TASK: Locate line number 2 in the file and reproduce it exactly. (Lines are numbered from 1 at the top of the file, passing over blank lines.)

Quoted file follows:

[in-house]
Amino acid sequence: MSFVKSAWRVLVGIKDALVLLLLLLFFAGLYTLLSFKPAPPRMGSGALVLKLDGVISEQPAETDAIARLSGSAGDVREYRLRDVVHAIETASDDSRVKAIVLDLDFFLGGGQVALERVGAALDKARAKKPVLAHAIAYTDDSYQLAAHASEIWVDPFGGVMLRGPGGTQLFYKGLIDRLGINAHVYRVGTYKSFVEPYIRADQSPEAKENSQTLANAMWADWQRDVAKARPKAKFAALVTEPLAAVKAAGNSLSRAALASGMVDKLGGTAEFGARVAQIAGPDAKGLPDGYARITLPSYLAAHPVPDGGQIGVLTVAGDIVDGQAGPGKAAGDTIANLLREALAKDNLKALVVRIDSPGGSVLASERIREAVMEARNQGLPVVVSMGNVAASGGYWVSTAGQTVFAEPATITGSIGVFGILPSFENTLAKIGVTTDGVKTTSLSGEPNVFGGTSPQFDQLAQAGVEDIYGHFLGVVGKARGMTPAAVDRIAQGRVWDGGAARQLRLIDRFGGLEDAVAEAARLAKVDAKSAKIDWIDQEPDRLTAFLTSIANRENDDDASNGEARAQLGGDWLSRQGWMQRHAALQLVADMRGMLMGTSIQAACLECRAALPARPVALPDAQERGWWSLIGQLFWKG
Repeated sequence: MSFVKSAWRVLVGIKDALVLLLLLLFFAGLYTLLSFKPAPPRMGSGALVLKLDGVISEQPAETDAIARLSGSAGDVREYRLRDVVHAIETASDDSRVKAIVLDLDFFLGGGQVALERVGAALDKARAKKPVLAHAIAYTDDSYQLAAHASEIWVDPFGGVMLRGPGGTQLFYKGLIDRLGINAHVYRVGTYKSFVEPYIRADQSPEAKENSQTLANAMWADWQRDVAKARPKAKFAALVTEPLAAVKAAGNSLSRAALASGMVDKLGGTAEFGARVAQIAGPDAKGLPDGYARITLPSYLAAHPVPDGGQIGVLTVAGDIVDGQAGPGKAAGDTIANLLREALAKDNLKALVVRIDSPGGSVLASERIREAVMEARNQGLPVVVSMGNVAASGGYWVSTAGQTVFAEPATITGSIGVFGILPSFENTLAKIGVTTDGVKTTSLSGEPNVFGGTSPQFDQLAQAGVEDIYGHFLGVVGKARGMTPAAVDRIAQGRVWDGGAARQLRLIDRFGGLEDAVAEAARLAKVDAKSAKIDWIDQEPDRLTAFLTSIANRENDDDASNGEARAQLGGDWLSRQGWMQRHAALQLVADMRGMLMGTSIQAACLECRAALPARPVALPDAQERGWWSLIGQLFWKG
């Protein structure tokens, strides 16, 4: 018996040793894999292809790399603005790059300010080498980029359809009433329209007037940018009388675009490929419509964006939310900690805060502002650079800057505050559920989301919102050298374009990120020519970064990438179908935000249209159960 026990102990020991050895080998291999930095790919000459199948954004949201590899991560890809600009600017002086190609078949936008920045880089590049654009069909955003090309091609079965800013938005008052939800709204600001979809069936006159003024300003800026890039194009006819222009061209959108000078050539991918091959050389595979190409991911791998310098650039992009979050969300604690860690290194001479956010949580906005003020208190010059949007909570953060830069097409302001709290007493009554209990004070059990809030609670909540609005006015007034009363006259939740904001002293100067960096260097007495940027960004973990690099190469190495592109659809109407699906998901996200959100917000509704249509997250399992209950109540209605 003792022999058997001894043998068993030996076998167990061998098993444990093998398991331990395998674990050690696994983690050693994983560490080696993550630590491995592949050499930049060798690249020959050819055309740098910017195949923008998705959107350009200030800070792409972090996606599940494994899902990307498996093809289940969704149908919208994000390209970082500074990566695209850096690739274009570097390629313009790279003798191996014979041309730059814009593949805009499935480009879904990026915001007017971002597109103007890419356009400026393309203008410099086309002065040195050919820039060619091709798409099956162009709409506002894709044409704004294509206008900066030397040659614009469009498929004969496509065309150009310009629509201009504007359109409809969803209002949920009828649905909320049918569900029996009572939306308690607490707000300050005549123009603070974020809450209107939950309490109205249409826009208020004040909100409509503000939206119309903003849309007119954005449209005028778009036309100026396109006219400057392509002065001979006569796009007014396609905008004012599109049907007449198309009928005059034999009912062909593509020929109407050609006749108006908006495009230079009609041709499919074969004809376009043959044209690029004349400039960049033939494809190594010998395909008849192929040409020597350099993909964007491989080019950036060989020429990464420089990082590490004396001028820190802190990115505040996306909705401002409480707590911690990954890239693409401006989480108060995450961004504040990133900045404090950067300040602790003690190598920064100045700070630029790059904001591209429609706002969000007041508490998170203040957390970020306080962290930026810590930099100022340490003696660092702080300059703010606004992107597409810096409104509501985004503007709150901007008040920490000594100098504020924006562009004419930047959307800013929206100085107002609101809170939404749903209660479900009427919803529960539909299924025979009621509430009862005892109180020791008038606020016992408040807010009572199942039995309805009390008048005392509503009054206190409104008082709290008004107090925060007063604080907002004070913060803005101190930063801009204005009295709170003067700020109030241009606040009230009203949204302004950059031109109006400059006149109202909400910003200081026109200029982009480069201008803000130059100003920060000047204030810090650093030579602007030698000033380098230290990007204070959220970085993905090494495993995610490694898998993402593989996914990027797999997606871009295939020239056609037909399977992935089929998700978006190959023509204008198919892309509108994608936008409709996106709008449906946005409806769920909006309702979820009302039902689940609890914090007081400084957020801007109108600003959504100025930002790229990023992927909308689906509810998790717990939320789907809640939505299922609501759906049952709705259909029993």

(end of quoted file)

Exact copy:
Amino acid sequence: MSFVKSAWRVLVGIKDALVLLLLLLFFAGLYTLLSFKPAPPRMGSGALVLKLDGVISEQPAETDAIARLSGSAGDVREYRLRDVVHAIETASDDSRVKAIVLDLDFFLGGGQVALERVGAALDKARAKKPVLAHAIAYTDDSYQLAAHASEIWVDPFGGVMLRGPGGTQLFYKGLIDRLGINAHVYRVGTYKSFVEPYIRADQSPEAKENSQTLANAMWADWQRDVAKARPKAKFAALVTEPLAAVKAAGNSLSRAALASGMVDKLGGTAEFGARVAQIAGPDAKGLPDGYARITLPSYLAAHPVPDGGQIGVLTVAGDIVDGQAGPGKAAGDTIANLLREALAKDNLKALVVRIDSPGGSVLASERIREAVMEARNQGLPVVVSMGNVAASGGYWVSTAGQTVFAEPATITGSIGVFGILPSFENTLAKIGVTTDGVKTTSLSGEPNVFGGTSPQFDQLAQAGVEDIYGHFLGVVGKARGMTPAAVDRIAQGRVWDGGAARQLRLIDRFGGLEDAVAEAARLAKVDAKSAKIDWIDQEPDRLTAFLTSIANRENDDDASNGEARAQLGGDWLSRQGWMQRHAALQLVADMRGMLMGTSIQAACLECRAALPARPVALPDAQERGWWSLIGQLFWKG